A Student's Guide to Financial Aid: Acquiring Financial Aid That Is Right for You

By Eickhoff, Jim | Diversity Employers, February 2000 | Go to article overview

A Student's Guide to Financial Aid: Acquiring Financial Aid That Is Right for You


Eickhoff, Jim, Diversity Employers


The task of finding a financial aid provider can often be a difficult one. There are many decisions to be made, but if you are knowledgeable and informed about student loan options, the process can be less painful. According to the College Board, families using financial aid to help finance an education, has increased by 85 percent in the last 10 years. Higher education is no longer a luxury only select families can afford, it is now accessible to all families willing to use financial aid as an option. To better understand your financial aid opportunities, there are some basic guidelines you should follow to ensure you receive the best type of financial aid for you and your circumstances.

First, select five to eight schools you are interested in attending. Select a wide range of schools so as not to limit your options and select schools with different characteristics and features. You don't want to rule anything out - a private school may have a higher tuition rate, but you will probably receive more assistance to cover tuition costs. You will also want to research the schools you are interested in attending. Find out the size of the school and attendance numbers, explore what areas the school is strong in academically and what areas they are weak, understand dorm rules and regulations and anything else that may affect your decision to attend that school. And above all, be sure to visit these schools. A school may look good on paper, but you have to see it to be sure. Most schools have web sites which prospective students can use to research their features and take a "virtual tour." If you want to see a school in person, your visit should take place during a regular school day and include a m eeting with an admissions or financial aid counselor.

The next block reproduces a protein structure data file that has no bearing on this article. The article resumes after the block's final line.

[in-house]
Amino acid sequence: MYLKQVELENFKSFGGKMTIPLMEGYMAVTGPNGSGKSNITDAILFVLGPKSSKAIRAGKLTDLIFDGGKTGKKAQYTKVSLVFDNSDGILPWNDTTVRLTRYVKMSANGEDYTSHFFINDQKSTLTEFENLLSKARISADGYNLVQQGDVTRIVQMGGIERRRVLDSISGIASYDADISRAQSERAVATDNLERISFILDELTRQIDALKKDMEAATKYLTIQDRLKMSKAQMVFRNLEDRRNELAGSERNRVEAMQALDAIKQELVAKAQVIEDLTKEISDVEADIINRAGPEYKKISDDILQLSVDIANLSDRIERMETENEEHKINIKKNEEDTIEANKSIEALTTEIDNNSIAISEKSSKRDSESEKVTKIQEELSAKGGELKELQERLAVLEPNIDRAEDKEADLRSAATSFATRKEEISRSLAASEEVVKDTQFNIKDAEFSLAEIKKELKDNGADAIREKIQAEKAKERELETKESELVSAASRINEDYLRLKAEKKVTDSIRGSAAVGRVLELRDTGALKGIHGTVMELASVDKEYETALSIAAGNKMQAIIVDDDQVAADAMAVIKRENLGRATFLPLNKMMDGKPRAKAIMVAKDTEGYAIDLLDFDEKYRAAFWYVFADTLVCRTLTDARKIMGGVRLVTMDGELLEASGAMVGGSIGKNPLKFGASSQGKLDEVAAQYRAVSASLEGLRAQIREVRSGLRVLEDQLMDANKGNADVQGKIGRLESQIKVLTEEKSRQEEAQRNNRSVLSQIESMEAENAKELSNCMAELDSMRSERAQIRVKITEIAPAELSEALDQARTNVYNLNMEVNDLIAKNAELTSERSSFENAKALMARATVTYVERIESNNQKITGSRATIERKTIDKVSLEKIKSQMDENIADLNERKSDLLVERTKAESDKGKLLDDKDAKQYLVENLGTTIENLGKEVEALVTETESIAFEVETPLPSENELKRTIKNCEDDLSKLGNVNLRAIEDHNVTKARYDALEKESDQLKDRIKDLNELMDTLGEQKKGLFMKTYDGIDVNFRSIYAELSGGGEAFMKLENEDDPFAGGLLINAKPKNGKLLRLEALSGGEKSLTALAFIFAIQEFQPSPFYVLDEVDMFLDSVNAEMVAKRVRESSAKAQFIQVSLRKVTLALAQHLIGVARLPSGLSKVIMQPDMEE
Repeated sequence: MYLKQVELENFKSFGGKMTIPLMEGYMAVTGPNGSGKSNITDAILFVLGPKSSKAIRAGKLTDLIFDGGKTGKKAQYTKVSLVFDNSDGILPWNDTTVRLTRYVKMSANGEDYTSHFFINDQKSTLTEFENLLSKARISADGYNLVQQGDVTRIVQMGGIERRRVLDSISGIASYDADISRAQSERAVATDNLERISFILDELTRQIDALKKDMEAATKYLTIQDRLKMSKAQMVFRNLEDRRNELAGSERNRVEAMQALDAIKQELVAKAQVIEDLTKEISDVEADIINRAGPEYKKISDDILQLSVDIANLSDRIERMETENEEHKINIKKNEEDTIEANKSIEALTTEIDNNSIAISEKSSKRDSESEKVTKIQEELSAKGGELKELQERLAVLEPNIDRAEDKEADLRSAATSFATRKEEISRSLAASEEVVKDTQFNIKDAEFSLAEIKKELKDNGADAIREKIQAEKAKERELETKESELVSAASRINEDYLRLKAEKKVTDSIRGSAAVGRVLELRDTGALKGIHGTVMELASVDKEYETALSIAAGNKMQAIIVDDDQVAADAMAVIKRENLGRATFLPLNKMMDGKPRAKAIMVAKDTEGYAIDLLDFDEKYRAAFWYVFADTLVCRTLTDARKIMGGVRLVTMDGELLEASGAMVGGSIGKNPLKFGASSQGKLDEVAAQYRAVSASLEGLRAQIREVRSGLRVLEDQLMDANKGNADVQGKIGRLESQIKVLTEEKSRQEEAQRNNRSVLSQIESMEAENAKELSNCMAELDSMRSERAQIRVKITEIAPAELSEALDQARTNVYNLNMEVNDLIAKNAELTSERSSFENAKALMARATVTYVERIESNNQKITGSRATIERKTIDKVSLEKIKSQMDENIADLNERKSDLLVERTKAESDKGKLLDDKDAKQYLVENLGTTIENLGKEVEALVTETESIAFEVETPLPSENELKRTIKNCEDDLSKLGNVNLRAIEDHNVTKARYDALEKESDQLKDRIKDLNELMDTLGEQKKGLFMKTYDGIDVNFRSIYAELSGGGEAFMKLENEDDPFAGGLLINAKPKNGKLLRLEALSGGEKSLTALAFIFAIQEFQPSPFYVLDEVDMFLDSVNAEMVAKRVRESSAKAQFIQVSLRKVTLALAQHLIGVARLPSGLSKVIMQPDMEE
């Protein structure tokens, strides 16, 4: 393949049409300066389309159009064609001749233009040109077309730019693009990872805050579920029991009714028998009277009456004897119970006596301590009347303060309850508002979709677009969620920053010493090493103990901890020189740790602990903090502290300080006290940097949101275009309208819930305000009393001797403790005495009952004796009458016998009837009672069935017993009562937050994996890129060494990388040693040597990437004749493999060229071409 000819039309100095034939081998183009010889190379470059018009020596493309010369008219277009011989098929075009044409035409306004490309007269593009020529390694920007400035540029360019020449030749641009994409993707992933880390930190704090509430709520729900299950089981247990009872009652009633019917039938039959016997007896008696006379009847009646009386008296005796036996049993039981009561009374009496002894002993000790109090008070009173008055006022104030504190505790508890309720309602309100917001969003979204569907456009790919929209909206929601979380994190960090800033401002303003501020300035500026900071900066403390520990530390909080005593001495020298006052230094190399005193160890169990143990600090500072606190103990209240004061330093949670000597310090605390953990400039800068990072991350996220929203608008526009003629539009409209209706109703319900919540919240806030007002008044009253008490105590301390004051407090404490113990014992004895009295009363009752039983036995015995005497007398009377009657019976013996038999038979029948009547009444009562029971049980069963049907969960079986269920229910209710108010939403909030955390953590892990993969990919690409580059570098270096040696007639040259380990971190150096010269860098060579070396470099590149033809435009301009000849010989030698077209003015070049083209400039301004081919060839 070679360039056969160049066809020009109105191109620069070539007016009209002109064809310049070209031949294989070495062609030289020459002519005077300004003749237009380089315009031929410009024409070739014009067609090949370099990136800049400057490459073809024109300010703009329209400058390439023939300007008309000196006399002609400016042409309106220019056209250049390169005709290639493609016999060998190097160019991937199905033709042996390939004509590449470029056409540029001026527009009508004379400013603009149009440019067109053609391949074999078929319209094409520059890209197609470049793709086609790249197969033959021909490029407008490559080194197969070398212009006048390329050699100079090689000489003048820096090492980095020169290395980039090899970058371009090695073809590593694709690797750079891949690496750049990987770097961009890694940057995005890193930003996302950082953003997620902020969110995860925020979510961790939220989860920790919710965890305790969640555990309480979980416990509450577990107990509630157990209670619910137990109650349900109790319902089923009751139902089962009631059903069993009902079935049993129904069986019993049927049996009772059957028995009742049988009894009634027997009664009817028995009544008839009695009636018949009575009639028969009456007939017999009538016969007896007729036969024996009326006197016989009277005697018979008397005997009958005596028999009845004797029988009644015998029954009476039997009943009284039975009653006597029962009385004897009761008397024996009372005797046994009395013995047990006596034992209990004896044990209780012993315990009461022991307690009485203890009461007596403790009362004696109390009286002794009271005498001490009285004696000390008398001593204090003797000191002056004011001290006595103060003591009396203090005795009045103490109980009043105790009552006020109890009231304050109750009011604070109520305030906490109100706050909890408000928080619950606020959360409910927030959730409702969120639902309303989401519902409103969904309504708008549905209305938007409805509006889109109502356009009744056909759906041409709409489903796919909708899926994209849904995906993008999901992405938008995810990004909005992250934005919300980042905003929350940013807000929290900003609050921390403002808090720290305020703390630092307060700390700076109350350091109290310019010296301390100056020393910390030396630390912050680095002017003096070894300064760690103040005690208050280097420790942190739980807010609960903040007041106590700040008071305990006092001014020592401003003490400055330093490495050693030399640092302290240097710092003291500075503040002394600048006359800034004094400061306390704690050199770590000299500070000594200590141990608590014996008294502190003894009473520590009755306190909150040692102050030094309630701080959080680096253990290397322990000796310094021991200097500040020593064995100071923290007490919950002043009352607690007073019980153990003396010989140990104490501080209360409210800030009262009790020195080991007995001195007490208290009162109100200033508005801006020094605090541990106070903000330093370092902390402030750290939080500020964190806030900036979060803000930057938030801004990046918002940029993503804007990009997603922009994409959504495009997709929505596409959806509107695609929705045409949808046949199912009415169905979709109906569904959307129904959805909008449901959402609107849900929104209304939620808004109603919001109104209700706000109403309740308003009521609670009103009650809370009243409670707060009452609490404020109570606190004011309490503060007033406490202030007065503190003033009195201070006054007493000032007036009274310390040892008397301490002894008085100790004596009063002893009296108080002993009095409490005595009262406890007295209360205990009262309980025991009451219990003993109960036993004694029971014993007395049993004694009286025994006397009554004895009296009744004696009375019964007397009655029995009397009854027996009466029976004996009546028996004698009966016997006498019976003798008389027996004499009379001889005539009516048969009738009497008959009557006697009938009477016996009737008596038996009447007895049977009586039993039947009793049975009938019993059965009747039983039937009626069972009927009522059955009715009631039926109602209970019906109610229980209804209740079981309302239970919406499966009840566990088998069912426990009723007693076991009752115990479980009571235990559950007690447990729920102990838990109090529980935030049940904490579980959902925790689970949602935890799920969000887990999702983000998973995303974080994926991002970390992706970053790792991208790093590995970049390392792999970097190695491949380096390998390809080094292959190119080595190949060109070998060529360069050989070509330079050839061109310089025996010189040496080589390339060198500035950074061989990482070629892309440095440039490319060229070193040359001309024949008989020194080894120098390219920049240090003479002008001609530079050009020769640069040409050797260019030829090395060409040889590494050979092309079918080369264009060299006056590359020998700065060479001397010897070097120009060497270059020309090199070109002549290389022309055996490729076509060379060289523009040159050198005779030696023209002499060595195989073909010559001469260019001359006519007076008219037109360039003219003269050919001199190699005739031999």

The second step is to use resources you have at your disposal to learn about possible scholarships and grants. This is the best type of aid available and it is categorically referred to as 'Gift Aid,' because you are not required to pay it back after graduation. High school students should talk to guidance counselors for local scholarship opportunities. College students should contact the school's financial aid office and it will provide resources to help students find the best scholarships and grants. Talk to your family members, their places of employment may offer special scholarships for employees and their families. There are many Internet scholarship search engines available that provide helpful tips and financial aid resources. Some Internet sites to check out include www.studentloanfunding.com, www.collegeboard.org and www.theoldschool.org and you can also visit http://ericweb.tc.columbia.edu/hbcu/financial_aid/finaid.html for a listing of minority aid resources for African-American students. There a re many books with information about potential scholarships, including Peterson's Scholarships and the Black Student's Guide to Scholarships. However you choose to search for scholarships, do not pay for this type of service - there are plenty of organizations that will help you for free.

The next step is to fill out your FAFSA (Free Application for Federal Student Aid) form. The quickest way to do this is to visit http://www.fafsa.ed.gov/. You can also visit a prospective school's financial aid office or your high school guidance counselor's office for FAFSA information. This is a form from the Department of Education that will determine how much financial aid you are entitled to receive. It is best to send in your FASFA form early, between January and February of the school year prior to enrollment. On the form, list the schools you are interested in attending. …

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